Shedding his robes, Helekanalaith hovered in mid-air, crossing his legs and lowering his head to stare at the gemstone’s light pouring through the gaps between his fingers. Focusing on the sounds of the gem’s occupant’s screams, the Keeper’s consciousness faded and entered the demiplane-like mental construct through which he could directly communicate with his eternally suffering partner/mentor/beloved/prisoner/victim/victimizer.

Helekanalaith blinked, his eyes adjusting to the surrounding darkness. His mental projection stepped forward, now dressed in stunning, regal robes, fingers and neck adorned in precious jewels, and more than anything else that adorned him, a predatory smile adorned his muzzle as he gazed down at her.

At the construct’s center she sat, sitting in open space, suspended in mid-air, her pale blue and black robes dangling below her, fluttering in an immaterial breeze.

“Greetings Helekanalaith, to what do I owe this pleasure of meeting once more?”

The Majestrix of Gehenna’s tone was cunningly, deceptively pleasant, but the features upon her face were blank and emotionless, the same agonized juxtaposition that she’d adopted since her betrayal so many long millennia earlier.

Helekanalaith waited a moment before answering her question, taking in everything that she was once and still in some manner continued to be to him. The jackal-headed arcanaloth who looked up at him was regal and pristine, her fur a pale shade of light browns and tan, mottled with patches of gray, with her muzzle fading to darker brown and then nearly black. Her hair atop her head offset the prosaic appearance of her fur, a striking shade of crimson that fell to shoulder length, pin straight, with the trailing edges fading to jet black, though it did not remain so constantly: blink and the former Keeper’s hair would reverse to black with trailing edges of brilliant crimson as if she’d dipped its length in a sacrifice’s blood.

The once-Keeper’s eyes were a piercing shade of lavender, and in contrast to her once-apprentice with his own fit and chiseled physique, her own body was an afterthought to the power and knowledge locked within. Larsdana’s body was thin to the point of frailty, somewhere between wiry and anemic, and where the neckline of her robes plunged down, below the brilliant star sapphire amulet that hung there, her flesh was taught against her clavicles.

Helekanalaith reached out to stroke at her face and she did not withdraw.

“I visit you with a question Larsdana,” Helekanalaith said, running a claw along the edge of her jaw, “My Oinoloth once said something to me, ‘You are so very much like Larsdana. A pity that she never met me in person.’”

Larsdana’s face remained impassive, hiding her thoughts even as she turned her head and brush against his fingers, and even as with that touch a soft echo of her agonized screaming manifested softly through the environs of the construct.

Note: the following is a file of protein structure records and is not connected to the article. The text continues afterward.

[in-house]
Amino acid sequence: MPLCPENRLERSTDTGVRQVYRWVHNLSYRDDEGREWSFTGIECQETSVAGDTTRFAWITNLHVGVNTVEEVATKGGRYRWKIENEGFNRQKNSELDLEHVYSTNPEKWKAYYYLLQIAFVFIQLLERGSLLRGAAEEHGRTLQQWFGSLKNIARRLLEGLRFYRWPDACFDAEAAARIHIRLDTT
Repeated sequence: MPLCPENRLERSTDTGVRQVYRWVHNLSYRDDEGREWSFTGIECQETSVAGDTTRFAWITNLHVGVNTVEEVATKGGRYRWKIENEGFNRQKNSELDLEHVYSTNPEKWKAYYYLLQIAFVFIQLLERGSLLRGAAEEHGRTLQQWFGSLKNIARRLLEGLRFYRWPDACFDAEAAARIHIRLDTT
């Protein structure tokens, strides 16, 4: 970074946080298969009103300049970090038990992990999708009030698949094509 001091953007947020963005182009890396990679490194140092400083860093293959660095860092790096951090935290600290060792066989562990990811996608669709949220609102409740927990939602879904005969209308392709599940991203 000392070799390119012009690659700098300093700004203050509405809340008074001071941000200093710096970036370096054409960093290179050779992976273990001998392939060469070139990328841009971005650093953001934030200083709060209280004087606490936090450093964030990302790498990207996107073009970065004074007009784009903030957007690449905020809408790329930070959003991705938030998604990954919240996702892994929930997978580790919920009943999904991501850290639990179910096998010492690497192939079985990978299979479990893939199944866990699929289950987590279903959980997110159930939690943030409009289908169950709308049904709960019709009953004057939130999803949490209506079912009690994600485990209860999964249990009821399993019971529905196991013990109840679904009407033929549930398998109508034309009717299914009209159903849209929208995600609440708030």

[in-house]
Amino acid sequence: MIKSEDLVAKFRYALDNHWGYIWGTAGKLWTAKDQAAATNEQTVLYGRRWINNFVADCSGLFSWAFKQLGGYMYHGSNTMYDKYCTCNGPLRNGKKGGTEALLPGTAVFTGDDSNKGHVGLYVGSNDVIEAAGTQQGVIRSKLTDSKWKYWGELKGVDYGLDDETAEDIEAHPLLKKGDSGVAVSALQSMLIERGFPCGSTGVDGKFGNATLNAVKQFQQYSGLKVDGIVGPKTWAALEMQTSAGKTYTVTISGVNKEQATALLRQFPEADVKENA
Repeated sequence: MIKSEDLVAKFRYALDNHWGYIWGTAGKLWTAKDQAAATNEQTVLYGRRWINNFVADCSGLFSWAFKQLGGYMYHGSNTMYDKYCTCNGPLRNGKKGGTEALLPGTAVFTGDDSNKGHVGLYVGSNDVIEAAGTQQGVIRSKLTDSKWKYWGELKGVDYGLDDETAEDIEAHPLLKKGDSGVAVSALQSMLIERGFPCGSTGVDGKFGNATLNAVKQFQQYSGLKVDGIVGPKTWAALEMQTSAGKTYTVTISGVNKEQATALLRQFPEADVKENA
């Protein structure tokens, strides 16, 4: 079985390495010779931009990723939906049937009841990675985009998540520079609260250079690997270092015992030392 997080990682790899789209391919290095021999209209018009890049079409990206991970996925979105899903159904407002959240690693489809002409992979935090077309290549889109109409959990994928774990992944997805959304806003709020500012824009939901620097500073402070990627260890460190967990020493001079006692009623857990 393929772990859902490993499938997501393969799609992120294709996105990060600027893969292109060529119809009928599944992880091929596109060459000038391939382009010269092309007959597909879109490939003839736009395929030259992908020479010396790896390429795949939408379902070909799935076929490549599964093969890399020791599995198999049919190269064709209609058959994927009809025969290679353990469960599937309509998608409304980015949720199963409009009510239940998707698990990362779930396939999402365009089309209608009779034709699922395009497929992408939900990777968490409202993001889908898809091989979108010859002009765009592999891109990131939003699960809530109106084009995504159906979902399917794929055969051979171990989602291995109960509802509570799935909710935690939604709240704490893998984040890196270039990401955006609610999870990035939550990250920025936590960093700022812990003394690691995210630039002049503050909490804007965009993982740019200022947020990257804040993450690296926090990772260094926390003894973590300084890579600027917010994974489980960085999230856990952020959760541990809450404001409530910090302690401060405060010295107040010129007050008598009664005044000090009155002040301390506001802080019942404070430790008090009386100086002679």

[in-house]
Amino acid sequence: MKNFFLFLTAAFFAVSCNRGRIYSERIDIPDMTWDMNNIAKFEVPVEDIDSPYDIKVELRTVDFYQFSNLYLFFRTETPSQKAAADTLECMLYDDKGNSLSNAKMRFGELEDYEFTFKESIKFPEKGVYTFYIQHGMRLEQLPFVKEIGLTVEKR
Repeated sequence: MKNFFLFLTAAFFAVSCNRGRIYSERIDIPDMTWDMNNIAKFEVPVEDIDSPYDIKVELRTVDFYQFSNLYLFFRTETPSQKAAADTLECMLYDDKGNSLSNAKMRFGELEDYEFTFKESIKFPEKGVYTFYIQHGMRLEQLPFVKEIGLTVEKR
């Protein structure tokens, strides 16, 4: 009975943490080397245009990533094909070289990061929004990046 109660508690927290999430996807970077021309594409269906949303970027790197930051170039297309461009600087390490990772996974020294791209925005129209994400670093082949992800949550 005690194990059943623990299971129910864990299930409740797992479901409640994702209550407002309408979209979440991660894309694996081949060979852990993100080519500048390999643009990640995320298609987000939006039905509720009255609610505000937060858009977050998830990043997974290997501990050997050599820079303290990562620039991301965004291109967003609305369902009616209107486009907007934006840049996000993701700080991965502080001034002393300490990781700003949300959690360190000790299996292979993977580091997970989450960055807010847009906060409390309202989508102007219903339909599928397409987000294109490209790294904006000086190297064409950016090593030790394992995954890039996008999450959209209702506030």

“What do you know of Him? His history is nonexistent within the records of the Tower.” Helekanalaith asked, even there his voice inflected with a measure of fear and respect for his master. “What do you know of Vorkannis the Ebon, Oinoloth of the Waste? Who is he?”

Larsdana could resist answering him, and she would suffer ever more for doing so. She could resist answering, but of course Helekanalaith would know, and thus she did not hesitate.

“I knew everything about him.”

Helekanalaith blinked at an answer he did not expect.

“Tell me everything.” The current Keeper demanded.

“Alas my love,” Larsdana’s tone was gentile and almost regretful in her own way even as she eyes gleamed, puissant and purple, “But I can tell you nothing.”

“We have forever my beloved.” Helekanalaith ran a claw across her lips with deceptive care, gentle and loving in his own way, as much as their kind could ever be, “There is no objective passage of time within this place. This will be painful. It always is.”

“No my beloved…” Larsdana looked up at him, her words carefully chosen, “Student you misunderstand. I knew everything about him. EVERYTHING.”

“… knew?” Helekanalaith’s mind stumbled over the specific tense in her answer and its implications.

“Alas…” Larsdana’s voice trailed off, but her eyes remained locked upon her lover, “I know only that I once possessed that knowledge and those memories, but I no longer have them, amongst many, many others. All by intent.”

For the first time in their meetings since he’d usurped her position, Larsdana smiled. Wickedly. Tauntingly. Even in her imprisonment she remained in some measure of power over her apprentice.

Helekanalaith swallowed, fighting back his apoplectic rage as his hand left her face and dropped to his side. He wouldn’t give her that satisfaction.